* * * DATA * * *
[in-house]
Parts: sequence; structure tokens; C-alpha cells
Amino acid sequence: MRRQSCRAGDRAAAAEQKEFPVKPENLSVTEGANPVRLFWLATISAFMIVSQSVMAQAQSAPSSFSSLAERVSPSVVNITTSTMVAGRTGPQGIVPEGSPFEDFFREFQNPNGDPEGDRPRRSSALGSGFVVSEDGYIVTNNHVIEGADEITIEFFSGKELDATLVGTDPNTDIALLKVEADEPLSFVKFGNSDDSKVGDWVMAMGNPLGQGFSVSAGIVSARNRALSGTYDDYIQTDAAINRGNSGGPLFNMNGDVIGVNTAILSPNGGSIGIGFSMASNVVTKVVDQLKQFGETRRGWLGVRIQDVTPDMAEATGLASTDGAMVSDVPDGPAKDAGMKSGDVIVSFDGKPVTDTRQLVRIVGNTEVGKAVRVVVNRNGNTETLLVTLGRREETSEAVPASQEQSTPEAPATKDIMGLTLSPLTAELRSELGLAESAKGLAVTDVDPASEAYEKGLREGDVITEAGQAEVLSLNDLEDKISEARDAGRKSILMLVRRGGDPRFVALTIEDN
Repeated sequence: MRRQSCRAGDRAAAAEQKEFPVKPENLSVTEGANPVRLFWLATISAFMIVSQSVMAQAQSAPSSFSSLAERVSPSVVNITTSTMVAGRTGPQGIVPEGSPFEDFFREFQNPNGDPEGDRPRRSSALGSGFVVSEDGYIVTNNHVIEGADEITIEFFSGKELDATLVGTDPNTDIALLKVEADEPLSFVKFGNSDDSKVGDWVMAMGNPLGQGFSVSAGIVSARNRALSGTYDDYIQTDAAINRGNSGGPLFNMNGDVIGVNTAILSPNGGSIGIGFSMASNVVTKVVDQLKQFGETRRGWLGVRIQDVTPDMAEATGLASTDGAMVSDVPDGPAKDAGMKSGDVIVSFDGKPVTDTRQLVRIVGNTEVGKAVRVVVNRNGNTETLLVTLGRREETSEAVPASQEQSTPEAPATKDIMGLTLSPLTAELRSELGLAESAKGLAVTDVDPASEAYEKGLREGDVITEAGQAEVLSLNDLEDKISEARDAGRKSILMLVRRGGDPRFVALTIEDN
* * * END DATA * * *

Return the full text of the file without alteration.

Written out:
[in-house]
Parts: sequence; structure tokens; C-alpha cells
Amino acid sequence: MRRQSCRAGDRAAAAEQKEFPVKPENLSVTEGANPVRLFWLATISAFMIVSQSVMAQAQSAPSSFSSLAERVSPSVVNITTSTMVAGRTGPQGIVPEGSPFEDFFREFQNPNGDPEGDRPRRSSALGSGFVVSEDGYIVTNNHVIEGADEITIEFFSGKELDATLVGTDPNTDIALLKVEADEPLSFVKFGNSDDSKVGDWVMAMGNPLGQGFSVSAGIVSARNRALSGTYDDYIQTDAAINRGNSGGPLFNMNGDVIGVNTAILSPNGGSIGIGFSMASNVVTKVVDQLKQFGETRRGWLGVRIQDVTPDMAEATGLASTDGAMVSDVPDGPAKDAGMKSGDVIVSFDGKPVTDTRQLVRIVGNTEVGKAVRVVVNRNGNTETLLVTLGRREETSEAVPASQEQSTPEAPATKDIMGLTLSPLTAELRSELGLAESAKGLAVTDVDPASEAYEKGLREGDVITEAGQAEVLSLNDLEDKISEARDAGRKSILMLVRRGGDPRFVALTIEDN
Repeated sequence: MRRQSCRAGDRAAAAEQKEFPVKPENLSVTEGANPVRLFWLATISAFMIVSQSVMAQAQSAPSSFSSLAERVSPSVVNITTSTMVAGRTGPQGIVPEGSPFEDFFREFQNPNGDPEGDRPRRSSALGSGFVVSEDGYIVTNNHVIEGADEITIEFFSGKELDATLVGTDPNTDIALLKVEADEPLSFVKFGNSDDSKVGDWVMAMGNPLGQGFSVSAGIVSARNRALSGTYDDYIQTDAAINRGNSGGPLFNMNGDVIGVNTAILSPNGGSIGIGFSMASNVVTKVVDQLKQFGETRRGWLGVRIQDVTPDMAEATGLASTDGAMVSDVPDGPAKDAGMKSGDVIVSFDGKPVTDTRQLVRIVGNTEVGKAVRVVVNRNGNTETLLVTLGRREETSEAVPASQEQSTPEAPATKDIMGLTLSPLTAELRSELGLAESAKGLAVTDVDPASEAYEKGLREGDVITEAGQAEVLSLNDLEDKISEARDAGRKSILMLVRRGGDPRFVALTIEDN